Cliff Lee speaks

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John Clark of NBC Philadelphia was the first guy to track down Cliff Lee since the deal was announced, talking to him in what is either the Philly airport or a Barnes and Noble or something. I can’t tell. The video is below.

Lee doesn’t say anything terribly groundbreaking — I wish he would have made some Voltron references or something — but he does mention that his family enjoyed their time in Philly, that he liked his teammates and all of that.

That’s an angle that has been fun to think about.  Everyone — myself included — made light of Cliff Lee’s wife saying that she hated New York, but there are some indications that family considerations had a lot to do with Lee’s choice.  His own statements about them liking Philly, sure, but some people are suggesting that Kristen Lee wasn’t as big a fan of Texas as many people assumed. Kyle Scott over at Crossing Broad has a source who claims that while proximity to Arkansas was nice, it may have been too close, actually. Family visiting all the time, don’t you know. As a hermit who doesn’t always play nice with extended family, I can certainly understand that.

Anyway, here’s Lee:

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Robinson Cano hit his 300th home run last night

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Last night Robinson Cano hit a solo homer in the ninth inning of the Mariners’ loss to the Texas Rangers. It was his 22nd on the season. Though it was insignificant to the outcome of that game, it was significant to Cano: it was his 300th career homer.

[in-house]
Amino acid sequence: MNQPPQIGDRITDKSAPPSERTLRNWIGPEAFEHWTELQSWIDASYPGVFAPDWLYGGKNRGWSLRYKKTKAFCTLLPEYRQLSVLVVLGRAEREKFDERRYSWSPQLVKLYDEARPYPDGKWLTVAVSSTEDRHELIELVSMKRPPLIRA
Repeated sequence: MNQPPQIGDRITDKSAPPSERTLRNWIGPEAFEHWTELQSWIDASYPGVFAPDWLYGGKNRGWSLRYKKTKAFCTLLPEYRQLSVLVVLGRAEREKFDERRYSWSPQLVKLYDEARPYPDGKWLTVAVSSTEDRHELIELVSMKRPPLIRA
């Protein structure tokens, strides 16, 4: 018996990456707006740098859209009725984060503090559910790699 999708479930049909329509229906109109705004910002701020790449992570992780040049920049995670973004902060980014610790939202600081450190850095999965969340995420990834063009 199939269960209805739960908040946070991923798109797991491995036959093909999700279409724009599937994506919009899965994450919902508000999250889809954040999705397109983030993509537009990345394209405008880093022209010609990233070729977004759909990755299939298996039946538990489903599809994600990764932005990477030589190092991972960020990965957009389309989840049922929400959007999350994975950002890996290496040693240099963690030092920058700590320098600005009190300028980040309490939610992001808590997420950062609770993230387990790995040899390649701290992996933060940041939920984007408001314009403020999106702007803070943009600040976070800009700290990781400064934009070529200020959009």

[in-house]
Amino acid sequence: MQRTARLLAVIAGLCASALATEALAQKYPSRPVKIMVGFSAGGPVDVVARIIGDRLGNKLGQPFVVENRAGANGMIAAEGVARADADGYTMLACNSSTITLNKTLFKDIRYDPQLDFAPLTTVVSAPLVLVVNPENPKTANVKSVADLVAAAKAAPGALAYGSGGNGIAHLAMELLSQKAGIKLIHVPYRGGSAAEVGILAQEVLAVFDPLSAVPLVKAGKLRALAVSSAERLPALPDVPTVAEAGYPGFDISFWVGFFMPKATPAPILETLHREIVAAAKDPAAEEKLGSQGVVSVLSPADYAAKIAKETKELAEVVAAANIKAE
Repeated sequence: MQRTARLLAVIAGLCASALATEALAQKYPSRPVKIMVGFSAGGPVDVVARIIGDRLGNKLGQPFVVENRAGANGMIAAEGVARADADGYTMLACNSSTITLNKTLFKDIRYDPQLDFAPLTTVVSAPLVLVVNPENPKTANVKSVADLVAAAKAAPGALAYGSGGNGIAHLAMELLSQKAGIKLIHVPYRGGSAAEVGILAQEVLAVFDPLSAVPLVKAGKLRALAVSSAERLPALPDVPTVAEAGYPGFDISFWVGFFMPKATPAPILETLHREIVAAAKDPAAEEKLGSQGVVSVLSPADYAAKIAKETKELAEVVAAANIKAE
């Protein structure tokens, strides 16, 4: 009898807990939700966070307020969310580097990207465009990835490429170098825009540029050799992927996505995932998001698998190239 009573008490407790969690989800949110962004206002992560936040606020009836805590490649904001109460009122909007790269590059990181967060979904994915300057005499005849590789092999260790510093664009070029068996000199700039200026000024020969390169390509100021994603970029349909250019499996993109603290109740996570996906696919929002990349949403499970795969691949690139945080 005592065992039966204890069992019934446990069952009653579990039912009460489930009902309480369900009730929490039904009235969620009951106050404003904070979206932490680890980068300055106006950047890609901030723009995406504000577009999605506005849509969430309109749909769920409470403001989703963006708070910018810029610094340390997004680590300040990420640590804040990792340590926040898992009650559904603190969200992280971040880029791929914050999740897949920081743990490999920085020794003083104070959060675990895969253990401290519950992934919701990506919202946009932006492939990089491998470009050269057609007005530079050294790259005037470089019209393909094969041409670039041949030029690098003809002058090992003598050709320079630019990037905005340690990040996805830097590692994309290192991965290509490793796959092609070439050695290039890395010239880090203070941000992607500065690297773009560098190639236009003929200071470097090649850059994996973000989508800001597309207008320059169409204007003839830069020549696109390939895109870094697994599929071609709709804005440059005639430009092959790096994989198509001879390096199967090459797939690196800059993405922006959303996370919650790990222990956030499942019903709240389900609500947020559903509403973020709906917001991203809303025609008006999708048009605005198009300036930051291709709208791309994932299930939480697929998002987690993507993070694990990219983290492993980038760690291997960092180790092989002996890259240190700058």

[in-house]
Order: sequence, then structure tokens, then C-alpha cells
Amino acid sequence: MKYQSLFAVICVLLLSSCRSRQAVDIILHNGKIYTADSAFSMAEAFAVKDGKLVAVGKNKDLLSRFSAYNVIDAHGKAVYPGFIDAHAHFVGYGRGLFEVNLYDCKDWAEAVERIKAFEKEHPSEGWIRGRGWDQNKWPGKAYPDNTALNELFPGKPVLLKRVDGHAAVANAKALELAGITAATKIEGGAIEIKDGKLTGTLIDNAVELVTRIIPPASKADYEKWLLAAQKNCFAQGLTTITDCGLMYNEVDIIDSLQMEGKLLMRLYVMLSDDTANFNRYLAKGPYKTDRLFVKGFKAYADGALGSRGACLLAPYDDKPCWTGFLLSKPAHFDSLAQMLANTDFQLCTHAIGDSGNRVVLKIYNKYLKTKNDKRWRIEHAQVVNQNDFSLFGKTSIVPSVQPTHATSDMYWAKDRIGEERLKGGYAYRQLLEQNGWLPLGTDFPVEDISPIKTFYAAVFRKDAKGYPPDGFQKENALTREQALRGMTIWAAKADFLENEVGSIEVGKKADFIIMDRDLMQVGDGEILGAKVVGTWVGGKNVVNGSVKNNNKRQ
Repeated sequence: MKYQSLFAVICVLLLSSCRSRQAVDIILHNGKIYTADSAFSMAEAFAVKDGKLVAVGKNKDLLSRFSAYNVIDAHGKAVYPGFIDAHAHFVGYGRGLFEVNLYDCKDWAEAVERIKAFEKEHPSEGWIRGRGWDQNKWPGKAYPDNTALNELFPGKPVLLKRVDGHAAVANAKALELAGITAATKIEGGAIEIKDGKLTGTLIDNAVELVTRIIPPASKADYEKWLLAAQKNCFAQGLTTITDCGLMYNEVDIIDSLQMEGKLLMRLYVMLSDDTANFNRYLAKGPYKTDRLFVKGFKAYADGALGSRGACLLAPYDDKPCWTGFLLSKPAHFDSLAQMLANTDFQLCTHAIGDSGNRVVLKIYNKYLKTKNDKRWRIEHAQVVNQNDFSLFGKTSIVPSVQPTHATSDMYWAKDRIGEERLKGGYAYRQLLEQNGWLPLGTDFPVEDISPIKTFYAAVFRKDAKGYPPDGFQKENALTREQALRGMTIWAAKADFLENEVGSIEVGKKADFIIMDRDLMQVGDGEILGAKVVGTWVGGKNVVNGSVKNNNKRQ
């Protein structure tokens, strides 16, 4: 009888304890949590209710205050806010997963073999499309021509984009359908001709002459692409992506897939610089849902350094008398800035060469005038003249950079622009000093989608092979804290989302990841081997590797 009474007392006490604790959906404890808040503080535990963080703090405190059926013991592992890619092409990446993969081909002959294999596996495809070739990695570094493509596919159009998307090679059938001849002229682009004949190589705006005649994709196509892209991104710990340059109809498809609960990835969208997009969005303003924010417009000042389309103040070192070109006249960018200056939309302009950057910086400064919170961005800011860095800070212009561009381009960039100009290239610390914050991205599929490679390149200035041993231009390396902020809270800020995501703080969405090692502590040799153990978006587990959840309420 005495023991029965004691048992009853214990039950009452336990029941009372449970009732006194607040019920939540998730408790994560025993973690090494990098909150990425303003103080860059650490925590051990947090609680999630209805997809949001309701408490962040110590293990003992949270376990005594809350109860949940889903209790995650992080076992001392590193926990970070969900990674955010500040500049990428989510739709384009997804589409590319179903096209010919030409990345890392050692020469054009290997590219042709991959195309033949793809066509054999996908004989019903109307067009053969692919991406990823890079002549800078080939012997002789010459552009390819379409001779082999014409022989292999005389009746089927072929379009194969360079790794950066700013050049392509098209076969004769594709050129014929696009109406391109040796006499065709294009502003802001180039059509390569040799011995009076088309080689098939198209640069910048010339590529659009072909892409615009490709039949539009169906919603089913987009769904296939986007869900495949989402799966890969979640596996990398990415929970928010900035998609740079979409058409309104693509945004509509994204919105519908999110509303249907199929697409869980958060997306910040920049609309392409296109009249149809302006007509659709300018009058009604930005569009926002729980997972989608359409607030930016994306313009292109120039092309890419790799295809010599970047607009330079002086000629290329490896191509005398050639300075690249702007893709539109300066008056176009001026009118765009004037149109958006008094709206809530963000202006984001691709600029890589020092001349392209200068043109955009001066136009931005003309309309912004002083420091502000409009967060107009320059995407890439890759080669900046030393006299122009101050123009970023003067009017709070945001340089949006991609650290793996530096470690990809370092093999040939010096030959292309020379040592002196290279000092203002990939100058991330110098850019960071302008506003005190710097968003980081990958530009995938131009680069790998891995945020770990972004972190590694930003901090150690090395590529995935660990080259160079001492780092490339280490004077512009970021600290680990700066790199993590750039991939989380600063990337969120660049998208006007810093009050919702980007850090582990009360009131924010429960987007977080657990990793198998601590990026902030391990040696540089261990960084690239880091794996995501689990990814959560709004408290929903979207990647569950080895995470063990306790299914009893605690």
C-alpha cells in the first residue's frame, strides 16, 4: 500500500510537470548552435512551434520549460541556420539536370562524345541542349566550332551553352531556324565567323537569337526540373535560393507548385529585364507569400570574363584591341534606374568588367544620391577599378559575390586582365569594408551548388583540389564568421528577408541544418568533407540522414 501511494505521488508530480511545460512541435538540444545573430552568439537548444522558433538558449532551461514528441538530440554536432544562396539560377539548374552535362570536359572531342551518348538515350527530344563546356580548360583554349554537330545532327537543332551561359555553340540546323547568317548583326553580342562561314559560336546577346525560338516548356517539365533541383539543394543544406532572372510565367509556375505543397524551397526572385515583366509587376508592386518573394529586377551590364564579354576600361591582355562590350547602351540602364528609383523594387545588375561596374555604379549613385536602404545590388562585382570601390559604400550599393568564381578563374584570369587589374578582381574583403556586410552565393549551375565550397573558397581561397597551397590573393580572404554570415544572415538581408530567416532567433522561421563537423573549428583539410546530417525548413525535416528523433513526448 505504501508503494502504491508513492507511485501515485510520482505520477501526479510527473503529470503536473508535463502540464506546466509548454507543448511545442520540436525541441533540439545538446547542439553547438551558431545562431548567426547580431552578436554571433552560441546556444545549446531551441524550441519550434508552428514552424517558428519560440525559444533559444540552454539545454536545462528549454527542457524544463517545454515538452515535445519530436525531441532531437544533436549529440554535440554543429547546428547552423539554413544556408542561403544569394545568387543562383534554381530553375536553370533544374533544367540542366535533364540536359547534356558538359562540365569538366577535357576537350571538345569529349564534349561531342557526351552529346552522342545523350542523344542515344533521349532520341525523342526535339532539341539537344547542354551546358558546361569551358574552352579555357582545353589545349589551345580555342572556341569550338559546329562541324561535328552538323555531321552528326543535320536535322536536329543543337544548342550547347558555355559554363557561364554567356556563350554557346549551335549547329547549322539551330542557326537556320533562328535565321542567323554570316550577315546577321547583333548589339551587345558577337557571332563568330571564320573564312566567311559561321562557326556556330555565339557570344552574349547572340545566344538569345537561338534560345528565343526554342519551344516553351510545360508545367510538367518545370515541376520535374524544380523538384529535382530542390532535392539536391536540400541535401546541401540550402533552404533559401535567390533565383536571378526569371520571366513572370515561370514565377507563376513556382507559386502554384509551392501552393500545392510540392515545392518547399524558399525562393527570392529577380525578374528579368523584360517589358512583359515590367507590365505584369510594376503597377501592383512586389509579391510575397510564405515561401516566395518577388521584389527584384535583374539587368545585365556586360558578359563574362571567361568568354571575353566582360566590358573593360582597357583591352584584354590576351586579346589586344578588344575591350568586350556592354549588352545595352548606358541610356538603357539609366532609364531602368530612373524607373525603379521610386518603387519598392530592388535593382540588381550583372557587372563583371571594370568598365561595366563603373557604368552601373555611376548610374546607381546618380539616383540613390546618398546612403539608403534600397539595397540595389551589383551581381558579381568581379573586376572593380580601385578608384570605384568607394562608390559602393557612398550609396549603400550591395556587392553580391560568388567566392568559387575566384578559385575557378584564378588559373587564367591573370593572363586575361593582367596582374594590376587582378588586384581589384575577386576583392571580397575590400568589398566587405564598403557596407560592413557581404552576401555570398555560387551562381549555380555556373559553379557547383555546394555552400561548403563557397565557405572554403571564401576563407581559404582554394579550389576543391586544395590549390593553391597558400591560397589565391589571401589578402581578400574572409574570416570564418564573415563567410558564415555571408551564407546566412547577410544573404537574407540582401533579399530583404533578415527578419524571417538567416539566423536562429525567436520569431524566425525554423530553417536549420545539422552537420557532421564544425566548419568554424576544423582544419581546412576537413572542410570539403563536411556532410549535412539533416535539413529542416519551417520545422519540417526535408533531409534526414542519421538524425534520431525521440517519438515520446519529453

While we’ve become accustomed to not caring much about home run milestones south of, say, 500, 300 homers for Cano is a big deal, as he’s only the third second baseman to cross that threshold in baseball history. The other two: Jeff Kent, at 377, and Rogers Hornsby at 301.

Cano, who turns 35 next month, has a career line of .305/.354/.495 and 1,179 RBI, 512 doubles and 33 triples to go with those bombs. He’s in his 13th big league season and still has six more years left on his deal with the Mariners. He’s averaged 24 homers a year since coming to the Mariners. While he’ll obviously trail off at some point — and while great second baseman’s have this weird habit of just suddenly falling off a cliff — it’s highly likely that he’ll finish his career as the all-time home run leader among second baseman. If he remains healthy he should also get over 3,000 hits in his career.

Cooperstown, here he comes.

Reds sign catcher Tucker Barnhart to a four-year deal

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Mark Sheldon of MLB.com reports that the Reds have signed catcher Tucker Barnhart to a four-year contract extension. The terms: $16 million total, with a $7.5 million club option for the 2022 season that has a $500,000 buyout. He also received a $1.75 million signing bonus.

The deal buys out all three of his arbitration years — he was going to be eligible for the first time this offseason — and the first year of his potential free agency. The club option buys a second. Barnhart made $575,000 this season.

Barnhart, 26, is finishing his second season as the Reds primary catcher. This year he’s hitting .272/.349/.399 with six homers and 42 RBI in 113 games. For his career he has a line of .257/.328/.366 in 330 major league games. His real value is defensive, however. He leads the National League in caught stealing percentage and number of base stealers caught (31-for-70, 44%) and leads all players at any position in the league in defensive WAR according to Baseball-Reference.com.